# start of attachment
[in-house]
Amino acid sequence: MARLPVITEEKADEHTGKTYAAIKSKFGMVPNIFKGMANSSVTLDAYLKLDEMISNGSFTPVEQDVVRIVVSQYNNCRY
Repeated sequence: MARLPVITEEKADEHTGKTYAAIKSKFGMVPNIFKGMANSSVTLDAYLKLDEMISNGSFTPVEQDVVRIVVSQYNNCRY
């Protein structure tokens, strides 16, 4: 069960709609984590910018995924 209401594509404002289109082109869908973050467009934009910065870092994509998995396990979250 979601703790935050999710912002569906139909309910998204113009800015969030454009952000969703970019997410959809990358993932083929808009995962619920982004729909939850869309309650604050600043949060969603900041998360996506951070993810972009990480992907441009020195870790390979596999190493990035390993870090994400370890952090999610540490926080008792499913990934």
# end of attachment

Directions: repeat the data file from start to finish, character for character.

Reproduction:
[in-house]
Amino acid sequence: MARLPVITEEKADEHTGKTYAAIKSKFGMVPNIFKGMANSSVTLDAYLKLDEMISNGSFTPVEQDVVRIVVSQYNNCRY
Repeated sequence: MARLPVITEEKADEHTGKTYAAIKSKFGMVPNIFKGMANSSVTLDAYLKLDEMISNGSFTPVEQDVVRIVVSQYNNCRY
């Protein structure tokens, strides 16, 4: 069960709609984590910018995924 209401594509404002289109082109869908973050467009934009910065870092994509998995396990979250 979601703790935050999710912002569906139909309910998204113009800015969030454009952000969703970019997410959809990358993932083929808009995962619920982004729909939850869309309650604050600043949060969603900041998360996506951070993810972009990480992907441009020195870790390979596999190493990035390993870090994400370890952090999610540490926080008792499913990934």